Fuel smart on the bike - Easy sport nutrition tips

In case you missed it, check out my previous two blogs discussing:
Cycling nutrition: keep is simple
Debunk the myth: Do you need sport nutrition?


For triathletes, I recommend 1 water bottle cage for every  hour of training, up to 4 cages. Your hydration set-up should be on your bike at all times but certainly this will come in handy for your longer rides. If your bike does not hold 4 cages, you can alter the set-up with a bottle on your aero bars, two rear cages, set up an additional hydration system (ex. bladder if built in on the bike) or have, at minimum, 3 cages and plan to stop in training after 3 hours. I have 4 cages on my bike (2 in the frame, 2 in the rear) and I am very comfortable grabbing the rear bottles and moving around bottles as I am riding. As you can see from Karel's picture below that he has his bottle on his aerobars with computer attached on top of the cage. He only has three cages on his bike. 

Rather than fumbling with gels, use a gel flask. It's an efficient way to get a swig of gel whenever your want and you can wash it down with water (at aid stations in racing) or carry an extra bottle of water with you in training. 1 gel requires about 8-12 ounce of water to help empty it from the gut so small amounts consumed more frequently is an easier way to get those bursts of energy you are looking for. To practice, I recommend to start with 1 gel per hour, no more than 2 gels in a flask (and fill with water). Your gel intake should be on top of your liquid nutrition intake. I do not recommend to prioritize consuming hourly calorie needs from gels when instead you can simply get a sport drink powder to fill your water bottle to meet calorie and hydration needs.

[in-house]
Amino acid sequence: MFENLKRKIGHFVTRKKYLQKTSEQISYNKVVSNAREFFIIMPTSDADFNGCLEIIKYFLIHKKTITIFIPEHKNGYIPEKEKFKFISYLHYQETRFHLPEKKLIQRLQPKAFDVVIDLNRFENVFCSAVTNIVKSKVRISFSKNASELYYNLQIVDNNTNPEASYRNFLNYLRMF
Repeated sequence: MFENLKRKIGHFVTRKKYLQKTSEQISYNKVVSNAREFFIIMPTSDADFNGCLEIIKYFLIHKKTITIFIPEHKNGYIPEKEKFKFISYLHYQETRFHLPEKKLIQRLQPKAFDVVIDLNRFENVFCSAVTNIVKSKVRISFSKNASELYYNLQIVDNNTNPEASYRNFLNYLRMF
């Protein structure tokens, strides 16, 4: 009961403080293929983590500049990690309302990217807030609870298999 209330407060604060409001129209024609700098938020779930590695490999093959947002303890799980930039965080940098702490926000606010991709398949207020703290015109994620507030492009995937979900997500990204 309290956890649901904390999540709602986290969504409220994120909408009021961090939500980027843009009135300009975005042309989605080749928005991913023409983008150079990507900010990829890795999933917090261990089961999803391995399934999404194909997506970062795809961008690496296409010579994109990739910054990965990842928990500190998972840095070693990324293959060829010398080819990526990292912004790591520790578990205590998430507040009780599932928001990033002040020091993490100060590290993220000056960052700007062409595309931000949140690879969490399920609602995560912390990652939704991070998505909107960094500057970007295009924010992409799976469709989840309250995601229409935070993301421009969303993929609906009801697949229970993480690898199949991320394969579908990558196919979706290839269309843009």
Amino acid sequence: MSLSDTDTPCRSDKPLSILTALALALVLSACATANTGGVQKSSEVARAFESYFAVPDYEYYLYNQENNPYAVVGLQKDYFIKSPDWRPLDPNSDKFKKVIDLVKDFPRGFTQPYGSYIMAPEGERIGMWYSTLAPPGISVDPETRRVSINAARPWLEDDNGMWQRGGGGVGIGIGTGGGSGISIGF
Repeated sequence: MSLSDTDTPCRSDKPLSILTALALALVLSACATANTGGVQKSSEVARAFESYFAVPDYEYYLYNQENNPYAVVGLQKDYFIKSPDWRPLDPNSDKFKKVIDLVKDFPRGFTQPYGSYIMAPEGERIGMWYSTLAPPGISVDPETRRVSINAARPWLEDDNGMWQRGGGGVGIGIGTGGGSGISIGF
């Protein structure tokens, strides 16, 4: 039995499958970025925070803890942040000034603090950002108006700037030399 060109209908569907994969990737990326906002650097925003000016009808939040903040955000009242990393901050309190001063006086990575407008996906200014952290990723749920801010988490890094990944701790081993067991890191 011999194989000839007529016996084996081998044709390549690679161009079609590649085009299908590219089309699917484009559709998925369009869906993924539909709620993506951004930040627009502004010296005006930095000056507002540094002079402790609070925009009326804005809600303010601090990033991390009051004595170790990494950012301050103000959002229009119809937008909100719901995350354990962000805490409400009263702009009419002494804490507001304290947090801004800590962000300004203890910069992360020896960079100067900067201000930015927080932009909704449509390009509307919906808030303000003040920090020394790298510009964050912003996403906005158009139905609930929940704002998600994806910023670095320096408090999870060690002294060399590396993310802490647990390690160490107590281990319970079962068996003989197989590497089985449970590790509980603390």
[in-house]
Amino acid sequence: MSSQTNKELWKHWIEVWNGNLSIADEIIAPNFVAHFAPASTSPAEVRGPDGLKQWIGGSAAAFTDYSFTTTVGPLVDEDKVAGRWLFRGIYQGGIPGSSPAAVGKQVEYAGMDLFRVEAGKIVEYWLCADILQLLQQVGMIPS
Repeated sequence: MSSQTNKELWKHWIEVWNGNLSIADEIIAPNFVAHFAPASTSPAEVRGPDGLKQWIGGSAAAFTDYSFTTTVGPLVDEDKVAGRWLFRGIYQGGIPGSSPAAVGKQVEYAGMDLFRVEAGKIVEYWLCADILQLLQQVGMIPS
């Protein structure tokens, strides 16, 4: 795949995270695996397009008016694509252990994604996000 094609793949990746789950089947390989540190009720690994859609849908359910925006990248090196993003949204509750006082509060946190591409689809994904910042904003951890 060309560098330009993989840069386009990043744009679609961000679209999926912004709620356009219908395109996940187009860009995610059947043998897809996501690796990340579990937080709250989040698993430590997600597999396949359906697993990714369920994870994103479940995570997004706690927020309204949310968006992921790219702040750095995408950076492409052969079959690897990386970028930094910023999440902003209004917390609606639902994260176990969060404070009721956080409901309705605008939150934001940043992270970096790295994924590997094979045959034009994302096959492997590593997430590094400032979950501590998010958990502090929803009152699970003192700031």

Simplify your fueling strategy. It is extremely inefficient and many times dangerous for you and for others around you to fuel with 2-3 different energy sources during your ride (ex. pills, solid food and water or gels, water, solid food or sport drink solid food and gels). You absolutely need, at minimum water and electrolytes when you ride and typically this is at minimum 20 ounce of water and 400 mg of sodium (100-200mg of potassium) plus electrolytes like magnesium and chloride. But when it comes to the energy that you need to keep your glycogen tank filled, brain staying alert and muscles working effectively, carbohydrates are your best friend and they need to be consumed in a way that they empty from the digestive tract quickly so those sugars can be taken up by the working muscles with the help of insulin. I typically encourage at minimum, 200 calories per hour from a sport drink for longer rides (ex. more than 2 hours) up to 300 calories as a start for men and women. The best strategy for you athletes is to rely on liquid nutrition as your primary fuel. You make it super simple this way to meet your calorie/carbohydrate, electrolyte and fluid needs.  I recommend between 50-75g of carbohydrates per bottle (glucose, glucose/fructose or glucose/maltodextrin/fructose combination).